New research published in Journal of the Royal Society Interface investigates the flight trajectory of the albatross. The study by Gabriel Bousquet, Michael Triantafyllou and Jean-Jacques Slotine found that the albatross is essentially a flying sailboat, and their findings could aid the development of wind-powered flying robots. We spoke to the authors about their research and their experience of publishing in Interface.


What inspired the study? Why the albatross?

We were first inspired by contests of remote-controlled (RC) model gliders performing dynamic soaring. RC enthusiasts go to windy mountain ridges and manage to utilise the non-uniform wind field in a clever way to extract energy from it. They reach more than 800 km/h with small span, hobby grade RC gliders.

However, the gliders stay circling around a single spot, and the practical value of the circling dynamic soaring manoeuvre is limited. Alternatively, albatrosses utilise a similar flight technique to propel themselves over the ocean, and may fly a thousand kilometres a day on wind power alone.

 

Why is the understanding of dynamic soaring important?

The importance of understanding dynamic soaring is two-fold. Firstly, it is aimed at helping biologists study the ecology of albatrosses and how it may be influenced by climate change. Secondly, understanding the albatross’ flight may open the way for conceiving bio-inspired, long-range wind-powered flying robots to monitor the oceans.

Recently, the techniques used for studying the albatross’ flight have drastically evolved. Since the 1970s, computer simulations and GPS recordings of the flight trajectory of albatrosses have enabled the development of data-driven studies and the use of ever-more complex dynamic models. We were looking through published data of flying albatrosses, and were surprised that they only turn by about 60 degrees, a third of the 180-degree half-turn description. Despite a deep bibliography search spanning 134 years, we did not find any explanation for this phenomenon.

We therefore went back to a reduced-order mathematical description of the system and realised that in the “thin shear limit”, conditions described by Lord Rayleigh, small-amplitude turns are in fact more efficient energetically than large ones (by a factor π/2). We exhibit a non-dimensional number characterising how “thin” is thin enough, thereby providing a quite general criterion. The result was confirmed by a 3D numerical study performed in-house, which converges to the analytic solution of our reduced-order mathematical model.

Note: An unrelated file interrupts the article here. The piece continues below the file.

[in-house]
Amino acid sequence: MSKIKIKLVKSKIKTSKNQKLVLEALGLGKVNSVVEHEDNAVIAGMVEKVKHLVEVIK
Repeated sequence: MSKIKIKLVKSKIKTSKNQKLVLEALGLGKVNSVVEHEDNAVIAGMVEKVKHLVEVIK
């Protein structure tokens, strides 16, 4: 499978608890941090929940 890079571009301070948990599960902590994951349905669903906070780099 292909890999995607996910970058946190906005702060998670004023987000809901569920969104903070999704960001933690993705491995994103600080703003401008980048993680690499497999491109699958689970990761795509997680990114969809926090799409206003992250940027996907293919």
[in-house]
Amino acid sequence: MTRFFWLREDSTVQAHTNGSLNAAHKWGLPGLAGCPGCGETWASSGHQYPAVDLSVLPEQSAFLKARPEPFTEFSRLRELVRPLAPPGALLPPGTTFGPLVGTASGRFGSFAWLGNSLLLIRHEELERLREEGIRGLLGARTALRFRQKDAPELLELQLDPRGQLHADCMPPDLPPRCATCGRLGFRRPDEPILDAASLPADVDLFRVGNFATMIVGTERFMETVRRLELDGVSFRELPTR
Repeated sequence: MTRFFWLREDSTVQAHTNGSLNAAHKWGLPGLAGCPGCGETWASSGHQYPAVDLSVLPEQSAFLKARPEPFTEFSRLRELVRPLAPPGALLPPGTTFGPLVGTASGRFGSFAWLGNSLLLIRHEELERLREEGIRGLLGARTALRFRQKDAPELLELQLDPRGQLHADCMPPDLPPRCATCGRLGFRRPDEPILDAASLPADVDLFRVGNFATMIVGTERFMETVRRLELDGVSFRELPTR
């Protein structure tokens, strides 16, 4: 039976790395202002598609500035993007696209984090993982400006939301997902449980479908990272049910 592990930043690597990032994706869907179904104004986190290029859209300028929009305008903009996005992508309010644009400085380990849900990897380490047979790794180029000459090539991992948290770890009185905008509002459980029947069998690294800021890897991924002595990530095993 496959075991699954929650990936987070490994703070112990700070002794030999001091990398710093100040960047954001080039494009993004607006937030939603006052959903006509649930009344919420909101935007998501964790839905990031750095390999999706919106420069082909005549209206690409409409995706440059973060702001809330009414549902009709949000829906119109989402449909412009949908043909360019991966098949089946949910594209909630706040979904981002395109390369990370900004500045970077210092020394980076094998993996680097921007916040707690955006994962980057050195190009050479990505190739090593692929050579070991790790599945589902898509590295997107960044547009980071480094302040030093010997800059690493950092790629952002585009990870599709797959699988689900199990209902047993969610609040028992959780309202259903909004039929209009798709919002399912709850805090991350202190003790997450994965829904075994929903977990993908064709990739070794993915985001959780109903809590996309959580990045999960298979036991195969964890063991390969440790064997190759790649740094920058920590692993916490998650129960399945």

“Our results lead to a very intuitive explanation: the albatross is a flying sailboat.”

 

In theory, our model suggests that with a long enough ridge the RC-scale gliders would only need 30 knots of wind, instead of 50, to reach 800 km/h. More importantly, for ocean-going autonomous systems in light-wind conditions, a π/2 factor in efficiency may be the difference between sustained flight and forced water landing.

Our results lead to a very intuitive explanation: the albatross is a flying sailboat. If you think of a sailboat, it needs two appendages: a sail that extracts momentum from a fast medium (the wind), and a keel that injects this momentum into a slow medium (the water). The albatross sequentially flies in the wind layer, where it plays the role of a sail, and in the slow “boundary layer” (the first meter of the atmosphere, which is slowed down by frictional forces with the water surface), where it plays the role of a keel. As sailors know, the most efficient travel direction for a high-performance sailboat is crosswind, and so is it for albatrosses.

 

Why are these results important?

We think that relaxing the “half-turn” hypothesis is a conceptually fundamental and fruitful change of mind-set. The small-turn, “flying sailboat” image is very intuitive, and we believe that it is also a good starting point for mathematical models that may be nearly as simple as the one we presented in the Interface paper, and nearly as accurate as computationally intensive computer simulations. Having access to low-order, and yet accurate models, is potentially very useful in engineering, both for design and for control. In a nutshell, if you want to teach a glider to perform dynamic soaring by constructing a flight strategy in real-time, the class of algorithms that you can utilise is vastly different if it takes 10 seconds or 1 micro-second to estimate the performance of a possible trajectory.

 

Why did you submit to Interface?

This study is interfacial in many ways. We wanted to embrace the multi-disciplinarity of the research. We had five reviewers, and the review process was fast and efficient with a first submission in March 2017. The editorial process helped us improve the paper significantly.

We really hope to build a bridge between biologists and engineers. Dynamic soaring is a place where we believe cross-talk is important. Better observations of flying albatrosses may inform better algorithms for wind-powered flying robots. Additionally, flying robots may bring us valuable data to help understand the oceans better, in particular the interaction between waves and winds, which is important for biological and environmental studies.

 

“We really hope to build a bridge between biologists and engineers.”

 

We believe that the technology is getting ripe for albatross-inspired platforms, so we want to continue pushing in this direction.


Interface publishes cross-disciplinary research at the interface between the physical and life sciences, find out how to submit your research.

 

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